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Those of you who follow the Lauren's Hope blog may recall me writing earlier this fall about my six-year-old daughter, Julia, and how she was recently diagnosed with a chocoalate allergy (specifically, a cacao allergy). When I tell people Julia is allergic to chocolate, the most common response from adults is something completely reasonable and calm like this: "Chocolate? She's allergic to chocolate?! I would DIE." So, I've learned to phrase it differently, especially when Julia is within earshot. I say, "Julia is allergic to chocolate, and boy, removing it from her diet has made her feel so much better! And she's trying lots of great new flavors now!" or something similar, and that's helping my daughter stay positive about it while giving adults the cue that I'd appreciate them doing so too.
Allergy safety is always a serious issue. At Halloween, however, it's particularly important to keep allergy safety in mind, as it is very easy for kids with food allergies to be accidentally exposed to unsafe foods. Today, we bring you some Halloween safety tips from our friends at Onespot Allergy in the hopes that your little ones experience only the fun, safe kind of "scares" this Halloween. And remember, even (and especially) in a Halloween costume, it's imperative that kids with food allergies always carry their medications and wear their medical alert jewelry.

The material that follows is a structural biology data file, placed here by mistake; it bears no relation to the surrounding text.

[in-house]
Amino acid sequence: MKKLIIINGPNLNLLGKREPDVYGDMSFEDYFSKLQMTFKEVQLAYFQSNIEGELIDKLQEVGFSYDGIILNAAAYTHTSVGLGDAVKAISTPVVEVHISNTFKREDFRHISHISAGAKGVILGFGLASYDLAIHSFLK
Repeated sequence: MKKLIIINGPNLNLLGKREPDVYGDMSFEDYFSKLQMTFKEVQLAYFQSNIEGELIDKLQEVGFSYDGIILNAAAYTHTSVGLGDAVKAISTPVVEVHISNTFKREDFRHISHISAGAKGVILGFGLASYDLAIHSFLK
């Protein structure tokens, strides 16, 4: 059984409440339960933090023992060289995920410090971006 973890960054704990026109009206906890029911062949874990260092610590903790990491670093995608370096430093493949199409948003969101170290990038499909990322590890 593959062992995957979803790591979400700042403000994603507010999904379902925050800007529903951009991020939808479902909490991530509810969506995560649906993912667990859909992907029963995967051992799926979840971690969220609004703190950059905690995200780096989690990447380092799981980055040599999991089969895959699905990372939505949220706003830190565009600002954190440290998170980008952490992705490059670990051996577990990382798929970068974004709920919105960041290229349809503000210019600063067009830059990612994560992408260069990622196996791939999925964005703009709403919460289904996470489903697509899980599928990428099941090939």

Summer is (finally!!) almost upon us after a particularly long winter, and for many, that means it’s time to start traveling. For people with tree nut and peanut allergies, this can be particularly challenging because airlines still serve peanuts and some meals that may contain nuts. Although allergy advocates are working to change the airline status quo, in the interim, the onus for safety falls squarely on the traveler.
One in every 133 Americans has Celiac Disease, an autoimmune disorder that causes the body to attack itself in response to gluten exposure. This means people with Celiac cannot eat anything containing gluten, which is a protein found in wheat, rye, and barley. Some people with Celiac Disease also find that they cannot tolerate trans-dermal (through the skin) exposure to gluten, either, which means they must be vigilant about checking the ingredients in every soap, shampoo, lotion, and cosmetic before using it, as many of these common toiletries use gluten as a binding agent.
Why is it necessary for some people to wear peanut allergy bracelets? Highly sensitive people can have a serious food reation if only 1/44,000 part of a peanut kernel is ingested! It is easy for people to avoid eating peanut butter or a handful of peanuts if they are allergic to peanuts. It is not always so easy to avoid the hidden, trace ingredients of food in restaurants or unsuspecting food items.
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